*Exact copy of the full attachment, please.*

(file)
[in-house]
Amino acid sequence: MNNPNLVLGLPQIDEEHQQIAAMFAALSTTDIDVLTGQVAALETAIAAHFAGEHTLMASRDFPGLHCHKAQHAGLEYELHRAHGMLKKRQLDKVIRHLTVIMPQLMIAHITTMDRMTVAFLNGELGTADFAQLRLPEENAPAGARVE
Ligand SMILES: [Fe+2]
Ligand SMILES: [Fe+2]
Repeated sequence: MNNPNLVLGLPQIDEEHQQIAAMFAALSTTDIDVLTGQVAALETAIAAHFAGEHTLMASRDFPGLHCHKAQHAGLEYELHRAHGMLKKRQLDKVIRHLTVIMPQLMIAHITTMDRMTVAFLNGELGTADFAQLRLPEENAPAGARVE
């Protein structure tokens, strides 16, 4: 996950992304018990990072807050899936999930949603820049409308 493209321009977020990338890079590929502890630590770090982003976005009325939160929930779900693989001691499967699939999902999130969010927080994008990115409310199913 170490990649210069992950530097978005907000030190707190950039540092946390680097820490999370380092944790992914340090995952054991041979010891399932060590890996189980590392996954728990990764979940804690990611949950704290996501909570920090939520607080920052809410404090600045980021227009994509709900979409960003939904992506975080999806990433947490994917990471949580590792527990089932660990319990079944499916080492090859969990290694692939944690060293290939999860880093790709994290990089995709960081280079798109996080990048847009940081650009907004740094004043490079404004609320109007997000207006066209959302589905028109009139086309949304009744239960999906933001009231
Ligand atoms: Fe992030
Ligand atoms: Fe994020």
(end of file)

[in-house]
Amino acid sequence: MNNPNLVLGLPQIDEEHQQIAAMFAALSTTDIDVLTGQVAALETAIAAHFAGEHTLMASRDFPGLHCHKAQHAGLEYELHRAHGMLKKRQLDKVIRHLTVIMPQLMIAHITTMDRMTVAFLNGELGTADFAQLRLPEENAPAGARVE
Ligand SMILES: [Fe+2]
Ligand SMILES: [Fe+2]
Repeated sequence: MNNPNLVLGLPQIDEEHQQIAAMFAALSTTDIDVLTGQVAALETAIAAHFAGEHTLMASRDFPGLHCHKAQHAGLEYELHRAHGMLKKRQLDKVIRHLTVIMPQLMIAHITTMDRMTVAFLNGELGTADFAQLRLPEENAPAGARVE
């Protein structure tokens, strides 16, 4: 996950992304018990990072807050899936999930949603820049409308 493209321009977020990338890079590929502890630590770090982003976005009325939160929930779900693989001691499967699939999902999130969010927080994008990115409310199913 170490990649210069992950530097978005907000030190707190950039540092946390680097820490999370380092944790992914340090995952054991041979010891399932060590890996189980590392996954728990990764979940804690990611949950704290996501909570920090939520607080920052809410404090600045980021227009994509709900979409960003939904992506975080999806990433947490994917990471949580590792527990089932660990319990079944499916080492090859969990290694692939944690060293290939999860880093790709994290990089995709960081280079798109996080990048847009940081650009907004740094004043490079404004609320109007997000207006066209959302589905028109009139086309949304009744239960999906933001009231
Ligand atoms: Fe992030
Ligand atoms: Fe994020």